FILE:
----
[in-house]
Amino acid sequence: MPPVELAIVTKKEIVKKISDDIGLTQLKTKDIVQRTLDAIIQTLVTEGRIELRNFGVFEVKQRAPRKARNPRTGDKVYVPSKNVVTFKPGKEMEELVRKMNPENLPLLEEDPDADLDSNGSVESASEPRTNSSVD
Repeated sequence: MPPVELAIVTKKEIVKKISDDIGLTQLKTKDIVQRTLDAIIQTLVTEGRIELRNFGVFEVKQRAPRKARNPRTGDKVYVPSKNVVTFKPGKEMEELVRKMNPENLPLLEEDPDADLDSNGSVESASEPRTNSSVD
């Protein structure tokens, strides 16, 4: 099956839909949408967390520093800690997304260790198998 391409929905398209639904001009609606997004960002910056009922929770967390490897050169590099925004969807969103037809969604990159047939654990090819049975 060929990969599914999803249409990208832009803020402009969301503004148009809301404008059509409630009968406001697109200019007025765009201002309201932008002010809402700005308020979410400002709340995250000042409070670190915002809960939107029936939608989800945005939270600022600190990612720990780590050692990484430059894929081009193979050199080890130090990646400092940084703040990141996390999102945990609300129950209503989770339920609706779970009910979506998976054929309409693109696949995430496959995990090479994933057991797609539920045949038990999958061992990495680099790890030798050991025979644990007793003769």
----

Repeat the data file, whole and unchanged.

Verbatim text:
[in-house]
Amino acid sequence: MPPVELAIVTKKEIVKKISDDIGLTQLKTKDIVQRTLDAIIQTLVTEGRIELRNFGVFEVKQRAPRKARNPRTGDKVYVPSKNVVTFKPGKEMEELVRKMNPENLPLLEEDPDADLDSNGSVESASEPRTNSSVD
Repeated sequence: MPPVELAIVTKKEIVKKISDDIGLTQLKTKDIVQRTLDAIIQTLVTEGRIELRNFGVFEVKQRAPRKARNPRTGDKVYVPSKNVVTFKPGKEMEELVRKMNPENLPLLEEDPDADLDSNGSVESASEPRTNSSVD
């Protein structure tokens, strides 16, 4: 099956839909949408967390520093800690997304260790198998 391409929905398209639904001009609606997004960002910056009922929770967390490897050169590099925004969807969103037809969604990159047939654990090819049975 060929990969599914999803249409990208832009803020402009969301503004148009809301404008059509409630009968406001697109200019007025765009201002309201932008002010809402700005308020979410400002709340995250000042409070670190915002809960939107029936939608989800945005939270600022600190990612720990780590050692990484430059894929081009193979050199080890130090990646400092940084703040990141996390999102945990609300129950209503989770339920609706779970009910979506998976054929309409693109696949995430496959995990090479994933057991797609539920045949038990999958061992990495680099790890030798050991025979644990007793003769």